Kleiner Perkins craves access to the financial data of highly educated consumers entering the workforce.
Last Thursday, Pillar announced a $5.5M seed round led by Kleiner Perkins. The NYC-based startup aims to help students better manage their loans by connecting them with offering them tailored recommendations based on their personal financial conditions and offering to connect them with loan providers. CEO Michael Bloch says Pillar is planning to use the newly raised funds to hire more engineers to join its 10-person team in New York City.
What were the VCs thinking?
Kleiner Perkins focuses on companies that resolves essential problems for the future. In this deal, they are gaining exposure to an app that seeks to help 45 million American pay-off their student loans.
This round reminds us of Kleiner Perkins’ recent investment in Future, an app that offers a platform that connects people with personal trainers remotely and only charges $5 a day. Both ventures are addressing large lifestyle stressors (student loan repayments and fitness) that a large number of Americans often face without simple answers.
The Traction Behind the Deal
Pillar targets recent college graduates, a demographic group who are relatively inexperienced in finance. Pillar’s CEO Michael Bloch and his wife find their own experiences highly relatable to those of the youth nowadays. “We struggled to figure out the right way to pay them back,” he explains. “We read blog posts and articles. We made spreadsheets. We even talked to a financial advisor. But there really was no easy way for us to figure out what was the right thing for us to do. And I realized there are 45 million people with loans, and millions of those people have had the exact same experience as I did.”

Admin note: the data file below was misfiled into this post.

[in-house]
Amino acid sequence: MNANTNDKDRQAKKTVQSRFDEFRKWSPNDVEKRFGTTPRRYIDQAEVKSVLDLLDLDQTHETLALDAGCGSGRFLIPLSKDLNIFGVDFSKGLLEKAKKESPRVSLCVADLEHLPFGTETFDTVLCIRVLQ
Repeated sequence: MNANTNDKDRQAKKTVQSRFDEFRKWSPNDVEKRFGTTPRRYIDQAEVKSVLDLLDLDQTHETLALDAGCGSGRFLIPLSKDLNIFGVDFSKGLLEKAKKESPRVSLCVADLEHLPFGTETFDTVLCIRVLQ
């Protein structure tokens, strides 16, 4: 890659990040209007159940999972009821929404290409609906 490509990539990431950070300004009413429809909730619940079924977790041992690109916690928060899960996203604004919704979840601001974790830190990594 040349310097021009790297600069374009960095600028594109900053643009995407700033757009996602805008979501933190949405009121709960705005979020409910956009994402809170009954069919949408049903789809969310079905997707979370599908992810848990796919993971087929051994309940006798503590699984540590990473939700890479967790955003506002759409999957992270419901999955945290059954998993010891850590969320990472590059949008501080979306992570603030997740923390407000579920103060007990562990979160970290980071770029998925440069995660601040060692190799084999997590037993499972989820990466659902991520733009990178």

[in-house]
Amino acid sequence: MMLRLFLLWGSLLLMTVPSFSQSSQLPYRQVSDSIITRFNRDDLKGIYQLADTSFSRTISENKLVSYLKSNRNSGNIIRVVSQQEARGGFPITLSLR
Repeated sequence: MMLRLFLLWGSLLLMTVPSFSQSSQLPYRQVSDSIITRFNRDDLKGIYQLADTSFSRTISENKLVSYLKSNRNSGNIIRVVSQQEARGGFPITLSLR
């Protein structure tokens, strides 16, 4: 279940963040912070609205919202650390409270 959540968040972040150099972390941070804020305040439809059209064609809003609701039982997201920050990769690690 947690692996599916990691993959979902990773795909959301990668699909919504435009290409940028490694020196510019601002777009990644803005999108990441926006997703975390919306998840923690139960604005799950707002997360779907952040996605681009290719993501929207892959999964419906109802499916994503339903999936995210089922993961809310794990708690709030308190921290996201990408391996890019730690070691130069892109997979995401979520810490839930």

Pillar claims that it will not sell its data, but rather provide it for free to research institutions and non-profits dedicated to promoting policies related to student loans.
Although 45 million Americans with student loans is a large target market, Pillar’s freemium or low monthly fee offering isn’t a model that would get it to the $100M+ revenue opportunity needed to support a venture-scale outcome.
Therefore, it is highly likely Pillar will use its data to either up-sell or cross-selling other financial products to its customers, or perhaps its valuable data will ultimately be sold through an acquisition to a larger company seeking access to its valuable demographic of highly-educated consumers entering the workforce.
This article originally appeared on Foundational.
Kevin He is a dedicated economics and mathematics double major at Williams College passionate about investing, venture capital, and startups. He has interned in finance, operations, and strategy at PillPack (acquired by Amazon), and has worked as a market analyst for a boutique management consulting firm BusinessHub Consultants in Santiago, Chile.
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